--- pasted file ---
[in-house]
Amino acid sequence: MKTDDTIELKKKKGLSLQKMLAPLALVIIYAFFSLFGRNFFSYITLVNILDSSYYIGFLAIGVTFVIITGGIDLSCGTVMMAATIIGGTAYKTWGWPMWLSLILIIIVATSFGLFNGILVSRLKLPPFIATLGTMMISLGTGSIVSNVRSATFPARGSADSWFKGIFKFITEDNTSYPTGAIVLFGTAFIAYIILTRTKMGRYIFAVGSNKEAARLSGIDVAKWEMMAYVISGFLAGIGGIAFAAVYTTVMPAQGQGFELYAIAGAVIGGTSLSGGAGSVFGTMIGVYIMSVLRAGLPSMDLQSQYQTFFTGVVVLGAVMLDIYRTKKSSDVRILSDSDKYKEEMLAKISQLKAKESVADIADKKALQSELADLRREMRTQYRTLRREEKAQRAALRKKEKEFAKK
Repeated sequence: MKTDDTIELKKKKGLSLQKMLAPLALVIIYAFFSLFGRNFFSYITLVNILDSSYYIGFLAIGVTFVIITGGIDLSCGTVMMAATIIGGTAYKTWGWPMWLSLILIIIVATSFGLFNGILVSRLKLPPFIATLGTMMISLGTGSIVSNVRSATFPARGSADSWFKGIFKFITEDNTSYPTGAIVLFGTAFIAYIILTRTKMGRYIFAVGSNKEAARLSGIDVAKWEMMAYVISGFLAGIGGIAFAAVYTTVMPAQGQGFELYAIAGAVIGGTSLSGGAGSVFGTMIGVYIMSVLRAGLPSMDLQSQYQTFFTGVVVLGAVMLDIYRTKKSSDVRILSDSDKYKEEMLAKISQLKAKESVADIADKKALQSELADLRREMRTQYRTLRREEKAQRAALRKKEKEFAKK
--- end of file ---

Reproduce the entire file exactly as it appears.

[in-house]
Amino acid sequence: MKTDDTIELKKKKGLSLQKMLAPLALVIIYAFFSLFGRNFFSYITLVNILDSSYYIGFLAIGVTFVIITGGIDLSCGTVMMAATIIGGTAYKTWGWPMWLSLILIIIVATSFGLFNGILVSRLKLPPFIATLGTMMISLGTGSIVSNVRSATFPARGSADSWFKGIFKFITEDNTSYPTGAIVLFGTAFIAYIILTRTKMGRYIFAVGSNKEAARLSGIDVAKWEMMAYVISGFLAGIGGIAFAAVYTTVMPAQGQGFELYAIAGAVIGGTSLSGGAGSVFGTMIGVYIMSVLRAGLPSMDLQSQYQTFFTGVVVLGAVMLDIYRTKKSSDVRILSDSDKYKEEMLAKISQLKAKESVADIADKKALQSELADLRREMRTQYRTLRREEKAQRAALRKKEKEFAKK
Repeated sequence: MKTDDTIELKKKKGLSLQKMLAPLALVIIYAFFSLFGRNFFSYITLVNILDSSYYIGFLAIGVTFVIITGGIDLSCGTVMMAATIIGGTAYKTWGWPMWLSLILIIIVATSFGLFNGILVSRLKLPPFIATLGTMMISLGTGSIVSNVRSATFPARGSADSWFKGIFKFITEDNTSYPTGAIVLFGTAFIAYIILTRTKMGRYIFAVGSNKEAARLSGIDVAKWEMMAYVISGFLAGIGGIAFAAVYTTVMPAQGQGFELYAIAGAVIGGTSLSGGAGSVFGTMIGVYIMSVLRAGLPSMDLQSQYQTFFTGVVVLGAVMLDIYRTKKSSDVRILSDSDKYKEEMLAKISQLKAKESVADIADKKALQSELADLRREMRTQYRTLRREEKAQRAALRKKEKEFAKK